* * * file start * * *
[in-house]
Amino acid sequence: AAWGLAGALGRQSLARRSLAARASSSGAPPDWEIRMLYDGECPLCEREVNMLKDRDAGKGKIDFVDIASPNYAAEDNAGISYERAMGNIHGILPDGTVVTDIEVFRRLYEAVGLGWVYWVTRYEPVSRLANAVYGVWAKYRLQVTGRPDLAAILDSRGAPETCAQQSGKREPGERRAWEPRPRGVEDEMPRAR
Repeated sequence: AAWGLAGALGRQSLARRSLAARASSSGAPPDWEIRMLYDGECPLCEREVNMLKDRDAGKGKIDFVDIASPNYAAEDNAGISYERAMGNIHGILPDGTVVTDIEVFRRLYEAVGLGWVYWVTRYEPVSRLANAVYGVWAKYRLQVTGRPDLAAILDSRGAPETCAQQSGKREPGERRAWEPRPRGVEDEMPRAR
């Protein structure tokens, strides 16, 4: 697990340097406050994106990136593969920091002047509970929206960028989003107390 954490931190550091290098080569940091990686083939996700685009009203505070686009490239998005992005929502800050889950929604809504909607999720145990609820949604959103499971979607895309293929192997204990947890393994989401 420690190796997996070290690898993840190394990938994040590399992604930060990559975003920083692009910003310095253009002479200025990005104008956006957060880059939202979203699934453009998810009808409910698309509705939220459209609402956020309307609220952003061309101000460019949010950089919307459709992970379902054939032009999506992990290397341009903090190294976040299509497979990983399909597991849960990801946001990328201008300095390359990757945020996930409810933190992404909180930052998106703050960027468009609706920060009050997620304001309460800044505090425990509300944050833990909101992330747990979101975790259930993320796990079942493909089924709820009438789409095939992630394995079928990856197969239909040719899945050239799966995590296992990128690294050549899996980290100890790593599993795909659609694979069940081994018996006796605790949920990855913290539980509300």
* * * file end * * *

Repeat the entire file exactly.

[in-house]
Amino acid sequence: AAWGLAGALGRQSLARRSLAARASSSGAPPDWEIRMLYDGECPLCEREVNMLKDRDAGKGKIDFVDIASPNYAAEDNAGISYERAMGNIHGILPDGTVVTDIEVFRRLYEAVGLGWVYWVTRYEPVSRLANAVYGVWAKYRLQVTGRPDLAAILDSRGAPETCAQQSGKREPGERRAWEPRPRGVEDEMPRAR
Repeated sequence: AAWGLAGALGRQSLARRSLAARASSSGAPPDWEIRMLYDGECPLCEREVNMLKDRDAGKGKIDFVDIASPNYAAEDNAGISYERAMGNIHGILPDGTVVTDIEVFRRLYEAVGLGWVYWVTRYEPVSRLANAVYGVWAKYRLQVTGRPDLAAILDSRGAPETCAQQSGKREPGERRAWEPRPRGVEDEMPRAR
């Protein structure tokens, strides 16, 4: 697990340097406050994106990136593969920091002047509970929206960028989003107390 954490931190550091290098080569940091990686083939996700685009009203505070686009490239998005992005929502800050889950929604809504909607999720145990609820949604959103499971979607895309293929192997204990947890393994989401 420690190796997996070290690898993840190394990938994040590399992604930060990559975003920083692009910003310095253009002479200025990005104008956006957060880059939202979203699934453009998810009808409910698309509705939220459209609402956020309307609220952003061309101000460019949010950089919307459709992970379902054939032009999506992990290397341009903090190294976040299509497979990983399909597991849960990801946001990328201008300095390359990757945020996930409810933190992404909180930052998106703050960027468009609706920060009050997620304001309460800044505090425990509300944050833990909101992330747990979101975790259930993320796990079942493909089924709820009438789409095939992630394995079928990856197969239909040719899945050239799966995590296992990128690294050549899996980290100890790593599993795909659609694979069940081994018996006796605790949920990855913290539980509300």